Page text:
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Breakthroughs: Volume 8 Issue 4 - Full story

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In 2008, approximately one-third of the nation’s population lived in rental housing and close to 70 percent of the rental households earned less than $50,000 annually. Even with the downturn in the housing market, rental units are often the only affordable housing option available for many low- and moderate-income families. With reduced government subsidies and expired regulatory rental agreements, affordable rentals are often converted to market-rate rentals and condominiums, thus depleting our nation’s existing affordable rental housing stock. To retain existing affordable rental housing, many state and local governments are taking significant steps to stimulate change in their communities. Some of these steps involve providing financial assistance through allocation of tax credits, housing trust funds, private activity bonds, and other low-interest loan programs for multifamily housing preservation. While many of these strategies were adopted at the height of the housing bubble, they are still relevant and appropriate, especially in areas with strong markets. This article will look at some of the regulatory tools that are assisting local governments in their efforts.

Mitigating Loss of Rental Units through Condominium Conversions

A view of downtown San Diego, California.In some communities, converting rental units into condominiums is encouraged as a means of increasing homeownership opportunities. However, in high-priced real estate markets with skyrocketing housing costs, condominium conversions represent a loss of affordable rental units. To slow down this trend, two California cities, San Diego and Berkeley, have adopted regulations aimed at retaining affordable rental units. In the city of San Diego, condominium conversion projects targeting households whose earnings exceed 150 percent of the area median income (AMI) are subject to the city’s inclusionary housing requirements. In addition, conversion of rental housing projects of over 3 units in a single structure, or over 10 units in multiple structures, occupied by low- or middle-income households in the city’s Coastal Zone is prohibited, unless the units are replaced on a one-to-one basis.

A picture of a rent sign.In the city of Berkeley, condominium conversions are limited to 100 units per year. The city also imposes a housing mitigation fee on condo conversion projects to be paid into a housing trust fund. Fees are calculated based on the difference between ownership and rental costs for a unit. If the owner or developer agrees to limit annual rent increases to tenants at the time of conversion, the city will cap the mitigation fees at eight percent of the sale price. Additionally, permanently-affordable inclusionary housing units in some multifamily buildings are exempt from the mitigation fee.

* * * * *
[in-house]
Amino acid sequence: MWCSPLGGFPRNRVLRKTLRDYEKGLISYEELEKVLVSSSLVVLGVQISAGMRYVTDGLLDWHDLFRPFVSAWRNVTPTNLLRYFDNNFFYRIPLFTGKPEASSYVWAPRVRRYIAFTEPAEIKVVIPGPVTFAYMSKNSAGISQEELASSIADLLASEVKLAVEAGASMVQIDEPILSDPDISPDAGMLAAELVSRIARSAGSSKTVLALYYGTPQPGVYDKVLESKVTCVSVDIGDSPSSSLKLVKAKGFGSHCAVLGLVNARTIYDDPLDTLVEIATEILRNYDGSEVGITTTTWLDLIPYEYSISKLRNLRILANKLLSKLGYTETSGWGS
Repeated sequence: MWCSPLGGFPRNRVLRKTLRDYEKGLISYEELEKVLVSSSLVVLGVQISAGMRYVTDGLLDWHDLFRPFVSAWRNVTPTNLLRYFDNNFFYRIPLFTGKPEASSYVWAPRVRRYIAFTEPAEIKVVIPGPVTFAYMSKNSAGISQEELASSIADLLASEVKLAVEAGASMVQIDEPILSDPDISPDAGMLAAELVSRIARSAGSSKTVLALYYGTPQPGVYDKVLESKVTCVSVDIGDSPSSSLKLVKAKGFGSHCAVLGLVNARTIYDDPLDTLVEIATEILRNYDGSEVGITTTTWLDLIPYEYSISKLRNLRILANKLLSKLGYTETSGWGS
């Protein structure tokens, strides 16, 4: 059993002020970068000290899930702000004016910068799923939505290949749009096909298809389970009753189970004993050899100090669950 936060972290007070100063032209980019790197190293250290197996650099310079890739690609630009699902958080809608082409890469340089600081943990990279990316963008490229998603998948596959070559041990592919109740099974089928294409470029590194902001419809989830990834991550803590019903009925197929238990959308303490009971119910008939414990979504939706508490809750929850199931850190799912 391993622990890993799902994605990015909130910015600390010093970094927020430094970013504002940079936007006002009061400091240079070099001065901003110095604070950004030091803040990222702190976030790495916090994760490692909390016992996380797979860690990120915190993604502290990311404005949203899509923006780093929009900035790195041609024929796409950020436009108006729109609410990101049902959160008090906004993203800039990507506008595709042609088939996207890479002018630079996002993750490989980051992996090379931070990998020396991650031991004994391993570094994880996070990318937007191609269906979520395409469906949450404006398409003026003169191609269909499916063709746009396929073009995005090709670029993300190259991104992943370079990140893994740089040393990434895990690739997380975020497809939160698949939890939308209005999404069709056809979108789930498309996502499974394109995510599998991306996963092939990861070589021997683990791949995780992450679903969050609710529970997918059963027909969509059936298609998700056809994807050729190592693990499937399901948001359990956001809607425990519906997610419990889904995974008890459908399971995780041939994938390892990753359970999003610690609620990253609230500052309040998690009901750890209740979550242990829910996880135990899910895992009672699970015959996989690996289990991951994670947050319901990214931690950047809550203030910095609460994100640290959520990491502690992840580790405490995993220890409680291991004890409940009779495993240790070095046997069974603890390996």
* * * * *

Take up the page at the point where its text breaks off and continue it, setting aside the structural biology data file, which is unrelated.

Housing Replacement and Preservation Ordinances

Throughout the nation, a majority of low-income multifamily units are located in older buildings and receive some form of government subsidy. Implementing tools such as housing replacement ordinances and strict notification requirements can help maintain the supply of these units. The city of Burlington, Vermont requires housing units that are demolished or converted to nonresidential use to be replaced. The replacement units must remain rental or limited equity housing for a period of 10 years and must be sold or leased to low-income households.

Having lost 125,000 rental units between 1999 and 2005, the city of Chicago recently adopted an affordable housing preservation ordinance to maintain the affordability of existing low-income housing units. Chicago requires owners of federally-subsidized housing to notify the city’s Department of Housing of their intent to sell the homes or prepay the mortgage. This notification has to be provided 12 months before the affordability restrictions expire or are terminated. All such notifications and contingent sales agreements are posted on the city’s website. The Department also maintains a list of qualified developers and nonprofits that meet certain eligibility criteria laid out in the ordinance. These qualified entities are given the right of first refusal to purchase the units. The purchaser must agree to maintain or extend the affordability restrictions for a period of 10 years.


As the percentage of renters and median rents continues to rise (even in a downturn economy), there is growing demand for rental housing that’s affordable to low- and moderate-income families. To meet this demand, state and local governments across the nation can implement policies and regulations not only to promote new construction, but also to encourage long-term preservation of existing affordable rental units. Adopting regulatory tools such as those discussed in this article can assist localities in their preservation efforts.

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